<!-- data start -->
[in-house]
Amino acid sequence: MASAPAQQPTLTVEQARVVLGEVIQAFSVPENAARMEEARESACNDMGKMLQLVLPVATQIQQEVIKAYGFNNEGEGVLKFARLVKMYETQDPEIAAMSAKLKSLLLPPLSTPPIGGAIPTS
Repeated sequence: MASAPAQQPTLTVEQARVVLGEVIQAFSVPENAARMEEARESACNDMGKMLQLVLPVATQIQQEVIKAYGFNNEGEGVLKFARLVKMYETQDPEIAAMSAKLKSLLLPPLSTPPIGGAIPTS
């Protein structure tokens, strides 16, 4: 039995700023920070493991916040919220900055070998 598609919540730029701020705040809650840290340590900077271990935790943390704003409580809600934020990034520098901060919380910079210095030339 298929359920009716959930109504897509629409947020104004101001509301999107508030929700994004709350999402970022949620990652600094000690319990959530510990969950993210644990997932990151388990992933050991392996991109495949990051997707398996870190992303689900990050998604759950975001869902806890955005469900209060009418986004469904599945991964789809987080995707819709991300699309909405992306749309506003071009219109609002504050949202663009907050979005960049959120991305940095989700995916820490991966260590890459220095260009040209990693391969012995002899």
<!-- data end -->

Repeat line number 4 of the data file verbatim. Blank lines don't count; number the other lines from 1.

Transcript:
């Protein structure tokens, strides 16, 4: 039995700023920070493991916040919220900055070998 598609919540730029701020705040809650840290340590900077271990935790943390704003409580809600934020990034520098901060919380910079210095030339 298929359920009716959930109504897509629409947020104004101001509301999107508030929700994004709350999402970022949620990652600094000690319990959530510990969950993210644990997932990151388990992933050991392996991109495949990051997707398996870190992303689900990050998604759950975001869902806890955005469900209060009418986004469904599945991964789809987080995707819709991300699309909405992306749309506003071009219109609002504050949202663009907050979005960049959120991305940095989700995916820490991966260590890459220095260009040209990693391969012995002899």